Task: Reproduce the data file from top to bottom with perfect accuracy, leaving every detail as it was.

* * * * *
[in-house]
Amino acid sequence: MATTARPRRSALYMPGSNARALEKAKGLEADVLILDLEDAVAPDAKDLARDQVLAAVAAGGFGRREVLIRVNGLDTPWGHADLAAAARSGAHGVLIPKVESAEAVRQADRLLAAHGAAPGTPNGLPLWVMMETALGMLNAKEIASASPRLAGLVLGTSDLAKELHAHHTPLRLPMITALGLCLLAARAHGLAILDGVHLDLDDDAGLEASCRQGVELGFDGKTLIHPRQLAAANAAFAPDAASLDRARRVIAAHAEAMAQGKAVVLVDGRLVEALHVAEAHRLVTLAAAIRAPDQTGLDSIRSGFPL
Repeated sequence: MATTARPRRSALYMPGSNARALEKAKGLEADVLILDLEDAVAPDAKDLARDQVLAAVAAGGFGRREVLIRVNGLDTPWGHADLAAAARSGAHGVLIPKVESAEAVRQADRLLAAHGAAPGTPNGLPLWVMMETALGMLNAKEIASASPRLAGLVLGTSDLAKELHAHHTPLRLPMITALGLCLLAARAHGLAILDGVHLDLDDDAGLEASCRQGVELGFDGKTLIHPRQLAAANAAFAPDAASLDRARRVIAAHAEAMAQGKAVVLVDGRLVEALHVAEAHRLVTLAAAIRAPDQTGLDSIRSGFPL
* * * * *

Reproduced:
[in-house]
Amino acid sequence: MATTARPRRSALYMPGSNARALEKAKGLEADVLILDLEDAVAPDAKDLARDQVLAAVAAGGFGRREVLIRVNGLDTPWGHADLAAAARSGAHGVLIPKVESAEAVRQADRLLAAHGAAPGTPNGLPLWVMMETALGMLNAKEIASASPRLAGLVLGTSDLAKELHAHHTPLRLPMITALGLCLLAARAHGLAILDGVHLDLDDDAGLEASCRQGVELGFDGKTLIHPRQLAAANAAFAPDAASLDRARRVIAAHAEAMAQGKAVVLVDGRLVEALHVAEAHRLVTLAAAIRAPDQTGLDSIRSGFPL
Repeated sequence: MATTARPRRSALYMPGSNARALEKAKGLEADVLILDLEDAVAPDAKDLARDQVLAAVAAGGFGRREVLIRVNGLDTPWGHADLAAAARSGAHGVLIPKVESAEAVRQADRLLAAHGAAPGTPNGLPLWVMMETALGMLNAKEIASASPRLAGLVLGTSDLAKELHAHHTPLRLPMITALGLCLLAARAHGLAILDGVHLDLDDDAGLEASCRQGVELGFDGKTLIHPRQLAAANAAFAPDAASLDRARRVIAAHAEAMAQGKAVVLVDGRLVEALHVAEAHRLVTLAAAIRAPDQTGLDSIRSGFPL